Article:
In an age when the success of a film often depends on the net profit gained from big-time directors and cable distribution packages, film festivals offer us an exciting opportunity to support independent filmmakers.
In film festivals, ambitious actors and directors bring unique stories to the masses outside of studio influence.
Popular festivals such as the Seattle International Film Festival, Sundance and New York Film Festival have become meccas for independent filmmakers to practice their craft. For those who still don’t see the value of these events, think about films such as “Run Lola Run,” “Whale Rider,” and “Beasts of the Southern Wild.” All of these acclaimed films premiered at film festivals, and could have gone unnoticed otherwise.
You might just catch one such gemat one of these upcoming Seattle film festivals.
Ticket Admission: $10 for most screenings
The Seattle South Asian Film Festival (SSAFF) presents the opportunity to learn about, examine, and discuss South Asian issues through the lively and stimulating medium of film.
The festival, which began on Oct. 4, kicked off the season with its opening night showing of “Miss Lovely,” a film focusing on two brothers, Vicky and Sonu Duggalin, who make and distribute sex horror flicks in Bombay. Set in the competitive and occasionally corrupt culture of Bollywood, this film is based on the fragments of a left-behind documentary in India. The film is director Ashim Ahluwalia’s first fictional feature, which had its world premiere at last year’s Cannes Film Festival.
Also being shown is “Celluloid Man” on October 12, which celebrates Indian film heritage. The 150-minute feature, which was directed in 2012, weaves together the dazzling archival footage of some of India’s classic cinema with new works to demonstrate the contributions of P.K. Nair. Nair is a world-renowned Indian film archivist and conservationist who founded the National Film Archive of India in 1964, and has been its director since.
Ticket Admission: $8 or $7 for students
This festival’s 2013 mission, according to its official website, is “to exhibit a series of short and feature-length documentaries and narrative films broadly related to social justice, with a special focus on prisoner justice in the U.S.” These sentiments will soon be brought to life in the festival’s opening night picture, “Mothers of Bedford.” Directed by Jennifer McShane, this documentary depicts the lives of five women in Bedford Hills Correctional Facility and examines how their roles as prisoners and mothers intersect. In the process of making the film, Mc-Shane spent four years visiting the prison in order to document the lives of these women. Released in 2011, the film has gained a great deal of attention recently, being shown across the country as awareness of women prisoners has increased.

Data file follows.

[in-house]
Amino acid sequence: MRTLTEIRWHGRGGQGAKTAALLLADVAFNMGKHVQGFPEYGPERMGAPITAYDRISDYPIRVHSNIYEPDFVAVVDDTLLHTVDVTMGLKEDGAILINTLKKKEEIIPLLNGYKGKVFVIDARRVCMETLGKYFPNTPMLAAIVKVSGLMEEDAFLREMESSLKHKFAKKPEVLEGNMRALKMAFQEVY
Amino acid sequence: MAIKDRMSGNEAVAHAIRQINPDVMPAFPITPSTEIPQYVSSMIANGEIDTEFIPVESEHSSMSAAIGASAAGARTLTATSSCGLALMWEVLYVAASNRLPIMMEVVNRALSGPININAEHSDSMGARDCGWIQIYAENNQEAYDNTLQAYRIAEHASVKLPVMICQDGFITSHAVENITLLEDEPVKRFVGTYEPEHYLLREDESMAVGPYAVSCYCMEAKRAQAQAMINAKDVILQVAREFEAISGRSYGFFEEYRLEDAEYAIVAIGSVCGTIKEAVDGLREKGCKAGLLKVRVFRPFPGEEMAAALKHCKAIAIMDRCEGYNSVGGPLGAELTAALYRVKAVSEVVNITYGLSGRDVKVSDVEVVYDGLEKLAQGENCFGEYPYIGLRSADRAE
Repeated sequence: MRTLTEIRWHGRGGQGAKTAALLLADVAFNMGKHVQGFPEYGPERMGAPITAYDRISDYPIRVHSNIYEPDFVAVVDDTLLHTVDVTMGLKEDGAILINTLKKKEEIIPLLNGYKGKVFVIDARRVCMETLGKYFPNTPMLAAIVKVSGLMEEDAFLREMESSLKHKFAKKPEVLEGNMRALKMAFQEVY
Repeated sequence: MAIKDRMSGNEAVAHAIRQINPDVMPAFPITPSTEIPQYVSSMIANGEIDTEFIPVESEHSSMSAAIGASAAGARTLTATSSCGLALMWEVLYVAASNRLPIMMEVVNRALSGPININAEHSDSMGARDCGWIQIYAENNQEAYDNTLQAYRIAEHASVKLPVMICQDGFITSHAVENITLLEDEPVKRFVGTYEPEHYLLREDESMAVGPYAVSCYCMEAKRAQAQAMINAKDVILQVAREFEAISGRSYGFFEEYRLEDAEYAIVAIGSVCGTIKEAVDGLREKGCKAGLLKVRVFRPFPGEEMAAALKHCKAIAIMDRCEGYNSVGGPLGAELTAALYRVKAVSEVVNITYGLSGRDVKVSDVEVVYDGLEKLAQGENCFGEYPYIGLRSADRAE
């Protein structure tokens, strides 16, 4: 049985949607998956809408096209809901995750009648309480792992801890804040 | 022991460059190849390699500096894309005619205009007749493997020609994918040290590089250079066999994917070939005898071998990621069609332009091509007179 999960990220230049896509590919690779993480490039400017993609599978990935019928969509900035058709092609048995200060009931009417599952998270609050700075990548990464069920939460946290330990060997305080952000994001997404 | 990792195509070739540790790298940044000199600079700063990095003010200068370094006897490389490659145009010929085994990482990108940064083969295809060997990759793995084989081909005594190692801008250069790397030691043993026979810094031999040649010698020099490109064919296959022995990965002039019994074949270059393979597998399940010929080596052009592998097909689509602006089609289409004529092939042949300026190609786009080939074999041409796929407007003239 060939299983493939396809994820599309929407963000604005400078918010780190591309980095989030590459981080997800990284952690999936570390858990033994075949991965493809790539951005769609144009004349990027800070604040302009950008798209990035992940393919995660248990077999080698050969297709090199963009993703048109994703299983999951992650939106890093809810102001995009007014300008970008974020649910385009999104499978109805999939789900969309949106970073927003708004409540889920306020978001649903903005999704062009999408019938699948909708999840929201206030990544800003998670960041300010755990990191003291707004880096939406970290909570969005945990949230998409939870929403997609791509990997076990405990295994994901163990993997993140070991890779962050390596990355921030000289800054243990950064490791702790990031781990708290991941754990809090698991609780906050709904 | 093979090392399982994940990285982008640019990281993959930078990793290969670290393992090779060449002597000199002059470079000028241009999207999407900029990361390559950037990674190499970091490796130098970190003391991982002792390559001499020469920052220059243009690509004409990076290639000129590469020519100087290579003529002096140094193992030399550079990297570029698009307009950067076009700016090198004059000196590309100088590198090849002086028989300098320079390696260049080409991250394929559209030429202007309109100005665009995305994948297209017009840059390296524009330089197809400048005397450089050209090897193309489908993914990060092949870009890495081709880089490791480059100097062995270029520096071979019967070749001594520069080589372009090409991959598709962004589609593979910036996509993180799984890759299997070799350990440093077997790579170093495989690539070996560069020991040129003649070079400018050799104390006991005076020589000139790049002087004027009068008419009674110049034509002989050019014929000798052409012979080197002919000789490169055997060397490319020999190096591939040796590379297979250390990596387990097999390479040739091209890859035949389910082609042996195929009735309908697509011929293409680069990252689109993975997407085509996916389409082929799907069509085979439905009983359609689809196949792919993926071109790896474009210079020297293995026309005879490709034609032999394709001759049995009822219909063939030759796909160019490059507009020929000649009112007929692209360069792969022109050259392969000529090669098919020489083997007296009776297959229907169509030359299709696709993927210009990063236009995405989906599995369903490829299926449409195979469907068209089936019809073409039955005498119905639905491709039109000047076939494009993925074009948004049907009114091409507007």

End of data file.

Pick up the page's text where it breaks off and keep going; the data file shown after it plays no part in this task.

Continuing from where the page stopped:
Other films at the four-day festival include “Minor Differences,” which deals with the evolution of five juvenile offenders eighteen years since they had been locked up in a maximum security facility, and “Welcome Nowhere,” a documentary that plunges us into the lives of gypsies in Bulgaria who face poverty, discrimination, and a government that continually neglects them.
Ticket Admission: $12
This 18th Annual Seattle Lesbian & Gay Film Festival is sure to be a success yet again as it continues its tradition of exploring important and earnest issues facing the LGBTQ community. The festival begins its ten-day run with the opening of “I am Divine,” a documentary following “Drag Queen of the Century” Divine’s “humble beginnings as an overweight outcast into an internationally recognized drag superstar.” Although the drag queen died in 1988, the documentary shows how Divine has lived on as a cult figure in the LGBTQ community, and continues to be an inspiration for celebrities such as actress Ricki Lake and director John Waters.
Other films include “Getting Go: The Go Doc Project,” which deals with an intricate romance that grows out of the New York City club scene, and “Frauensee,” which tells the love story of Roza and Kirsten in Berlin and their welcoming of two curious students into their lives.
Ticket Admission: $11
“Dedicated to fostering an informed, aware and vibrant community of film lovers,” the French Cinema Now Festival aims to engage its audiences with a rich, diverse film experience. The festival will open on October 24 with “Blue is the Warmest Color,” a dramatic exploration of 15-year-old Adele’s romantic attraction to Emma, a blue-haired art student The film is based on the 2010 French graphic novel “Blue Angel,” which has won many awards and was recently published in North America. The 179-minute film, which had a budget of €4 million, won the Palme d’Or at the 2013 Cannes Film Festival, the highest honor at the festival, which has also been awarded to Martin Scorsese’s “Taxi Driver” and Roman Polanski’s “The Pianist.”
Other films include “Grigris,” which deals with one young man’s ambition to become a professional dancer despite his bum leg, and “The Jewish Cardinal,” a film that examines the unique story of Jean-Marie Lustiger, a Jew who maintains his religious identity after converting to Catholicism and even joining the priesthood.
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